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    Re: Still on LOP's
    From: Arthur Pearson
    Date: 2002 Apr 22, 22:18 -0400

    I am unable to refute the various arguments for the 25% (or less)
    probability of the cocked hat containing the MPP. However, this note
    from Chuck resolves a great deal of my puzzlement over how to improve on
    the practice of placing my assumed position at sea within a reasonably
    sized cocked hat from a reliable set of sites. It makes sense to me that
    while the probability of being within the hat may only be 25%, that 25%
    probability is better than I can do by placing the MPP in any of the
    regions outside the hat.
    
    The only additional observation I would make is that I don't believe
    that for a typical set of star sights taken at sea the error around each
    of the sites will be random and independent error.  The horizon is
    bright on one side, dim on the other, cloud cover intervenes
    intermittently, and posture and stance vary for the different sites.  I
    frequently feel I know which sites I nailed, and which I bobbled, and
    those judgments factor into my determination of where I place the MPP.
    
    
    -----Original Message-----
    From: Navigation Mailing List
    [mailto:NAVIGATION-L{at}LISTSERV.WEBKAHUNA.COM] On Behalf Of Chuck Taylor
    Sent: Monday, April 22, 2002 3:46 AM
    To: NAVIGATION-L{at}LISTSERV.WEBKAHUNA.COM
    Subject: Re: Still on LOP's
    
    Trevor wrote:
    
    > But, unless I am mistaking something (which is by no means
    > impossible!), the probability that the cocked hat lies over the true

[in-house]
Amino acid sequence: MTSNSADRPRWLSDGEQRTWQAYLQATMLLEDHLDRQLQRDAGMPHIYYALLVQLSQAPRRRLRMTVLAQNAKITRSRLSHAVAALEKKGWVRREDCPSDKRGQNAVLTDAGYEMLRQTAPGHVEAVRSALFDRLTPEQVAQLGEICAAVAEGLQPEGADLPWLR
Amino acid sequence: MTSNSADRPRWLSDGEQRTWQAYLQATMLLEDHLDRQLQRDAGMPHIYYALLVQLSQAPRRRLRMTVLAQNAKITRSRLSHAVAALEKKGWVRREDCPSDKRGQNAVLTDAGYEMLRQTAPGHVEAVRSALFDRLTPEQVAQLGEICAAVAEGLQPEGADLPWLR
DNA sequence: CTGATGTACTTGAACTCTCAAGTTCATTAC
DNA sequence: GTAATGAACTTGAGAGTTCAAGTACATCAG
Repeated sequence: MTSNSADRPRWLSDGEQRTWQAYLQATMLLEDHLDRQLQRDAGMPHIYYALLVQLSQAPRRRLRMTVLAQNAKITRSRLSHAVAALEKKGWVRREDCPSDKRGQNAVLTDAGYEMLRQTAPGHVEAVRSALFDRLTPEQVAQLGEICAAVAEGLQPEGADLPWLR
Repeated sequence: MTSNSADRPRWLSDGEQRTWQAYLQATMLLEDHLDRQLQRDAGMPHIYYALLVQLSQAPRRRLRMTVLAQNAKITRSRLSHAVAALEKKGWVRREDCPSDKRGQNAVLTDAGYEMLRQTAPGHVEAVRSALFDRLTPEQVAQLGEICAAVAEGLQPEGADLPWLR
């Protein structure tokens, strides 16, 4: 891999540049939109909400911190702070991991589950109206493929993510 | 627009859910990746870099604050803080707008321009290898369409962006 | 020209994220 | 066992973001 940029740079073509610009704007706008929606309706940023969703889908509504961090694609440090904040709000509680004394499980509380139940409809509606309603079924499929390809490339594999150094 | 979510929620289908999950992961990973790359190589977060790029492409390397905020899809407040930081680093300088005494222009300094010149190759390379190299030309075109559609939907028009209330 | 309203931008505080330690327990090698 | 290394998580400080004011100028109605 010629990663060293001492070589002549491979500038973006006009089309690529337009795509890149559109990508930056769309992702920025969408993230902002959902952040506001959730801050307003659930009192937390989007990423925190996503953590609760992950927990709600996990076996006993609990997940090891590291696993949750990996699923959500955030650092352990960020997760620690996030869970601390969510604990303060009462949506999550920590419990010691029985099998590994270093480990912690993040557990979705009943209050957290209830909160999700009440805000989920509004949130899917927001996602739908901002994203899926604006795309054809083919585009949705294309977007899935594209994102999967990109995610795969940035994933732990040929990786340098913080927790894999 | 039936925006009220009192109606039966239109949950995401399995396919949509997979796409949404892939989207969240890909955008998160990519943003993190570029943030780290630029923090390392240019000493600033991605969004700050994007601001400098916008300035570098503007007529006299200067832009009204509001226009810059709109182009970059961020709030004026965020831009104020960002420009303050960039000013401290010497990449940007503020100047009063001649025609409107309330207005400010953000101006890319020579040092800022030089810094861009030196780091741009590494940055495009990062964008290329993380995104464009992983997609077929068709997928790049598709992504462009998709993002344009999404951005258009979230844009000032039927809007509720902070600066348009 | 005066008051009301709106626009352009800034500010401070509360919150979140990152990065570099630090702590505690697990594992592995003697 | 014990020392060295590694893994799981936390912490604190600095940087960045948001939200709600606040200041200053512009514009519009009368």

> position is numerically equal to the probability that that true
    position
    > lies within the cocked hat.
    
    From the point of view of probability theory, it is precisely the
    probability
    that the cocked hat lies over the true position that we are talking
    about. All
    the uncertainty lies in the measurements and plots of the bearings and
    hence in
    the resulting cocked hat.  There is no uncertainty in the true position,
    only in
    our knowledge of the true position, as represented by the cocked hat.
    
    Trevor then went on to mention "the best estimate of the MPP".  Even if
    we grant
    that the probability is 0.25 that the cocked hat lies over the true
    position, I
    would argue that the Most Probable Position (MPP) is still the center of
    the
    cocked hat.  Notice that the various possible cocked hats in Geoffrey's
    diagram
    lie symmetrically about the true position. Even if you believe (with
    probability
    0.75) that your particular cocked hat does not contain the true
    position, you
    have no idea in which direction the true position lies relative to your
    cocked
    hat, so you can do no better than select the center of your cocked hat
    as the
    best estimate of your position given available information.  Can anyone
    refute
    that argument?
    
    Chuck Taylor
    Everett, WA, USA
    
    
    

       
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